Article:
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Have you ever wondered what was in the dust sucked up by your vacuum cleaner? At a glass plant, the profusion of compressed air lines, exhaust ducts, and cooling air means that there is a lot of air in circulation, all of which can contribute to a dusty environment. Filters are used to minimize the dustiness, and those filters sometimes become clogged. This EDX composition map shows the contents of one such filter. In an optical microscope, the dust looks like dirty sand, but the spectral map easily discerns between glass fragments, limestone, and soda ash. All three are batch materials used for making glass. The small amount of chlorine is due to salt.
Here in the United States, the fast food chain Chick-fil-A is renowned for their delectable fried chicken offerings. With just the right amount of crispy breading, their chicken nuggets are perfect for dipping into a variety of sauces, including the author’s favorite –Polynesian. This image of a stone in glass resembles a (rather bleached) nugget at the precise moment before being dunked into a (rather colorful) sauce. The “crispy breading” is comprised of small nodules of zirconia (ZrO2), which were created by the interaction of the glass melt with an AZS refractory. The glassy phase of the refractory dissolves over time, creating an alumina-rich solution sac and a stone of nodular zirconia. The “sauce” in this image is the induced stress in the surrounding glass, rendered visible with polarized light.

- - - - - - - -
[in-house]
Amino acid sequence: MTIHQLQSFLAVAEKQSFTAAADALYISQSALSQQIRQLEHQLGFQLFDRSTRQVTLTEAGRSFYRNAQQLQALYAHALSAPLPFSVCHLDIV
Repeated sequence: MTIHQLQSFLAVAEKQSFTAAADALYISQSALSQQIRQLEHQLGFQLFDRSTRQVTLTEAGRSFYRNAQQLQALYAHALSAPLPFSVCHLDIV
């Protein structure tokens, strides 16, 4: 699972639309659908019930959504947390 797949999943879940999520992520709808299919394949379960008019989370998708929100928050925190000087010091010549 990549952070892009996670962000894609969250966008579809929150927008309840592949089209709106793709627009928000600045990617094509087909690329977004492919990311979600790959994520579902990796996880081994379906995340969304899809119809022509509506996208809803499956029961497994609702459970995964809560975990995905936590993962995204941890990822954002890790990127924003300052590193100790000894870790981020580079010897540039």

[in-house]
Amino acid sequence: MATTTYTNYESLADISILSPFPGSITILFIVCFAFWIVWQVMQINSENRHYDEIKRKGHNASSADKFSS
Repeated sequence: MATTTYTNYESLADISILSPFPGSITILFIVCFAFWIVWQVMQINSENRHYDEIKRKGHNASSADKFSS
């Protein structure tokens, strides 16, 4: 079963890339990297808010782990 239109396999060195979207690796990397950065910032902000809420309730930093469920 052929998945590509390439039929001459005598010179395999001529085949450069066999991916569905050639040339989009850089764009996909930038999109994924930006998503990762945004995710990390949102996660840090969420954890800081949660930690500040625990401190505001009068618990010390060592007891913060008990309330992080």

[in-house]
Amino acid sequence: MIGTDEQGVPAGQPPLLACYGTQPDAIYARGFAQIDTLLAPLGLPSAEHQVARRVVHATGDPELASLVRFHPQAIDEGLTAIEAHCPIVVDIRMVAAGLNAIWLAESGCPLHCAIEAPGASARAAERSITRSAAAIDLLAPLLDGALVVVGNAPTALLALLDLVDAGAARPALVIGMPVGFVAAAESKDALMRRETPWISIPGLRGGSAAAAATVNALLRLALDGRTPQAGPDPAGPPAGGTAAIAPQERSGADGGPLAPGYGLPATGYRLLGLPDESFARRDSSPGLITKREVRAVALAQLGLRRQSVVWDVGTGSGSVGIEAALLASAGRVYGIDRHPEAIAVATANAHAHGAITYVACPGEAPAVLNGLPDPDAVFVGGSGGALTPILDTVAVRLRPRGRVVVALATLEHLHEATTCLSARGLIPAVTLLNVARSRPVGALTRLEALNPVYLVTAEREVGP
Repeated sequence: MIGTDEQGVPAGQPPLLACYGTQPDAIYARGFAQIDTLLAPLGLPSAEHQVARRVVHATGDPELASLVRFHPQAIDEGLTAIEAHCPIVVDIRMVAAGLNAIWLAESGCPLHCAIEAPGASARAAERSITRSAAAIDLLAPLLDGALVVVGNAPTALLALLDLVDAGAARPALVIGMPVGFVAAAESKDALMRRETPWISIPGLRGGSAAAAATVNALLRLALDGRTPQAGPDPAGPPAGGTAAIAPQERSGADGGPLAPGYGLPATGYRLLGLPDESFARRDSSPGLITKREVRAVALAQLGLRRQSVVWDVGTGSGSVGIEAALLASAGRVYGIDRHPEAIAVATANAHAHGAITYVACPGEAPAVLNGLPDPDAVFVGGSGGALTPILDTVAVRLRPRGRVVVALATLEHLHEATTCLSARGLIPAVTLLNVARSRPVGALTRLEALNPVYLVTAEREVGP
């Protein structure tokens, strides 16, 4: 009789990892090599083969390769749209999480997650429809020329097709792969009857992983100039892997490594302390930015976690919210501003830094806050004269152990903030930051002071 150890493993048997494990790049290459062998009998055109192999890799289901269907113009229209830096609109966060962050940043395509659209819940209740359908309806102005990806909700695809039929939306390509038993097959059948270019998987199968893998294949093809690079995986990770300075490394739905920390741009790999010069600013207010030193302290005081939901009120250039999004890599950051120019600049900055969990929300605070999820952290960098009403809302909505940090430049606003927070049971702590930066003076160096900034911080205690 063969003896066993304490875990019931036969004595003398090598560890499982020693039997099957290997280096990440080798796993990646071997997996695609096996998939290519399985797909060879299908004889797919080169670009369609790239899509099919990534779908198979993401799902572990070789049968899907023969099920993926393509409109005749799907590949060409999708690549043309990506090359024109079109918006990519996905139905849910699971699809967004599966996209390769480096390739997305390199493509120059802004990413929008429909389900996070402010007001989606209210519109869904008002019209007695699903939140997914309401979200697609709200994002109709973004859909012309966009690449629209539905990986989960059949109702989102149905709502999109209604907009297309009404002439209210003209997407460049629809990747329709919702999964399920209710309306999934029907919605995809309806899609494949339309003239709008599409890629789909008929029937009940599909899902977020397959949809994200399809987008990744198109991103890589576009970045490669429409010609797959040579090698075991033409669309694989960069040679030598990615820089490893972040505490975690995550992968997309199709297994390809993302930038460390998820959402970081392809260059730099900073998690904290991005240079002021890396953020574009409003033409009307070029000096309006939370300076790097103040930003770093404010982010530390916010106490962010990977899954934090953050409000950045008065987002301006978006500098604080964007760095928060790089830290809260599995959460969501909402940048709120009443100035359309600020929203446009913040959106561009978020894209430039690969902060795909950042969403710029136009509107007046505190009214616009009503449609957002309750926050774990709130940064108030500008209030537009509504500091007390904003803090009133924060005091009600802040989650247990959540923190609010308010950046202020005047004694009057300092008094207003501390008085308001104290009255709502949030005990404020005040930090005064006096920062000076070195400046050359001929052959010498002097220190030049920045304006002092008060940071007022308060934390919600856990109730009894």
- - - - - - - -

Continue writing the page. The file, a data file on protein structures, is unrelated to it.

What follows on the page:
When a hard, pointed object smashes into a glass surface, it’s a bit like an ice pick biting into a frozen pond. Pronounced ripple markings extend downward from the impact site, while crushed glass marks the origin of the damage on the surface. Point contact damage is a sign of rough handling, and can be caused by glass fragments from a prior breakage event or exposed metal points somewhere in the factory. Lastly, the blue color in this image is not the actual glass color, but is just a reflection from an object used to enhance visibility of the surface markings.
Stones and cord in glass can sometimes go hand-in-hand. This container has a large refractory stone in the heel that also created a highly stressed cord in the sidewall. Although a polarimeter cannot reliably detect cord when the bottle is viewed through the sidewall, high magnitude cord stress can sometimes be seen in this manner. The small knots of stress within the cord are additional particles of the stone created as it dissolved within the melt.